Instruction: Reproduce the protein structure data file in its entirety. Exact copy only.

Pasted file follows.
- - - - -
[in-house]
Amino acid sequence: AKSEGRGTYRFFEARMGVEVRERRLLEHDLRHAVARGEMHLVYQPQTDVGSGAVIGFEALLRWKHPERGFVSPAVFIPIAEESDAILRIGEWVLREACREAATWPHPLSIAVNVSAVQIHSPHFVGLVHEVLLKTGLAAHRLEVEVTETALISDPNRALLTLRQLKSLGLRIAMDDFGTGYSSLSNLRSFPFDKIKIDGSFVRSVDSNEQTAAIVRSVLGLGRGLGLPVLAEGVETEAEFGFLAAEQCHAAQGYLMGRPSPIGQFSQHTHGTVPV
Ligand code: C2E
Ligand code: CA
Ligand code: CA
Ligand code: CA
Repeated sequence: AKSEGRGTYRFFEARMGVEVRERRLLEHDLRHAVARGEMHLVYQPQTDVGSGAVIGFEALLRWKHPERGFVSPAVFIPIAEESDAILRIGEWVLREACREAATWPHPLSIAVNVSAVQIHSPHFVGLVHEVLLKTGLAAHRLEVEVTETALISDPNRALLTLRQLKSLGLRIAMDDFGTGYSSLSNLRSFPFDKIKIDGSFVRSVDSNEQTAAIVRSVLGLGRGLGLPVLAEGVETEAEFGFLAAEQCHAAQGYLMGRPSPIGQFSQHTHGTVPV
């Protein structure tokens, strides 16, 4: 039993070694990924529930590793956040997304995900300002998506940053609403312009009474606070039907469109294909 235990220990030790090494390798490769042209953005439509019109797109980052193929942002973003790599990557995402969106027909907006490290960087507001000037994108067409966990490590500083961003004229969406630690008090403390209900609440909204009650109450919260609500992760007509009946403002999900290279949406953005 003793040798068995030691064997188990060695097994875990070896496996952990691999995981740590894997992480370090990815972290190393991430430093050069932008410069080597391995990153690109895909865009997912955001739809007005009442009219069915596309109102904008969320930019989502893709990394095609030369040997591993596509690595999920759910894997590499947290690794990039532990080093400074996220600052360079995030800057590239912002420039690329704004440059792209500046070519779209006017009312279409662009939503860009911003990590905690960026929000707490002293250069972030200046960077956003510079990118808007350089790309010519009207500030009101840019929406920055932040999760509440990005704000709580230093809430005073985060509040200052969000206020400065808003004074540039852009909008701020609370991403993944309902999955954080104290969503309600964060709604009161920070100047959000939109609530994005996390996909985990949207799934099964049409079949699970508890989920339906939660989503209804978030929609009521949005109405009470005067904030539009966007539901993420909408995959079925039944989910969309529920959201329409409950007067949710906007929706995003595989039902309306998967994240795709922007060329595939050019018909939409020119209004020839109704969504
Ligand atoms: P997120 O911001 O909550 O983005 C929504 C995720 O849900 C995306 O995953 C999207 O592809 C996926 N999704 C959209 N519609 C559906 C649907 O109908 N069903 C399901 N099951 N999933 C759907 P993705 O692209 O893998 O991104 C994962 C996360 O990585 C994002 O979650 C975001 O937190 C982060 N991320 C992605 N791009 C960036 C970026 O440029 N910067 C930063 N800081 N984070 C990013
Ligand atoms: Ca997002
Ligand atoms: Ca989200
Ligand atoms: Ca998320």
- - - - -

[in-house]
Amino acid sequence: AKSEGRGTYRFFEARMGVEVRERRLLEHDLRHAVARGEMHLVYQPQTDVGSGAVIGFEALLRWKHPERGFVSPAVFIPIAEESDAILRIGEWVLREACREAATWPHPLSIAVNVSAVQIHSPHFVGLVHEVLLKTGLAAHRLEVEVTETALISDPNRALLTLRQLKSLGLRIAMDDFGTGYSSLSNLRSFPFDKIKIDGSFVRSVDSNEQTAAIVRSVLGLGRGLGLPVLAEGVETEAEFGFLAAEQCHAAQGYLMGRPSPIGQFSQHTHGTVPV
Ligand code: C2E
Ligand code: CA
Ligand code: CA
Ligand code: CA
Repeated sequence: AKSEGRGTYRFFEARMGVEVRERRLLEHDLRHAVARGEMHLVYQPQTDVGSGAVIGFEALLRWKHPERGFVSPAVFIPIAEESDAILRIGEWVLREACREAATWPHPLSIAVNVSAVQIHSPHFVGLVHEVLLKTGLAAHRLEVEVTETALISDPNRALLTLRQLKSLGLRIAMDDFGTGYSSLSNLRSFPFDKIKIDGSFVRSVDSNEQTAAIVRSVLGLGRGLGLPVLAEGVETEAEFGFLAAEQCHAAQGYLMGRPSPIGQFSQHTHGTVPV
């Protein structure tokens, strides 16, 4: 039993070694990924529930590793956040997304995900300002998506940053609403312009009474606070039907469109294909 235990220990030790090494390798490769042209953005439509019109797109980052193929942002973003790599990557995402969106027909907006490290960087507001000037994108067409966990490590500083961003004229969406630690008090403390209900609440909204009650109450919260609500992760007509009946403002999900290279949406953005 003793040798068995030691064997188990060695097994875990070896496996952990691999995981740590894997992480370090990815972290190393991430430093050069932008410069080597391995990153690109895909865009997912955001739809007005009442009219069915596309109102904008969320930019989502893709990394095609030369040997591993596509690595999920759910894997590499947290690794990039532990080093400074996220600052360079995030800057590239912002420039690329704004440059792209500046070519779209006017009312279409662009939503860009911003990590905690960026929000707490002293250069972030200046960077956003510079990118808007350089790309010519009207500030009101840019929406920055932040999760509440990005704000709580230093809430005073985060509040200052969000206020400065808003004074540039852009909008701020609370991403993944309902999955954080104290969503309600964060709604009161920070100047959000939109609530994005996390996909985990949207799934099964049409079949699970508890989920339906939660989503209804978030929609009521949005109405009470005067904030539009966007539901993420909408995959079925039944989910969309529920959201329409409950007067949710906007929706995003595989039902309306998967994240795709922007060329595939050019018909939409020119209004020839109704969504
Ligand atoms: P997120 O911001 O909550 O983005 C929504 C995720 O849900 C995306 O995953 C999207 O592809 C996926 N999704 C959209 N519609 C559906 C649907 O109908 N069903 C399901 N099951 N999933 C759907 P993705 O692209 O893998 O991104 C994962 C996360 O990585 C994002 O979650 C975001 O937190 C982060 N991320 C992605 N791009 C960036 C970026 O440029 N910067 C930063 N800081 N984070 C990013
Ligand atoms: Ca997002
Ligand atoms: Ca989200
Ligand atoms: Ca998320």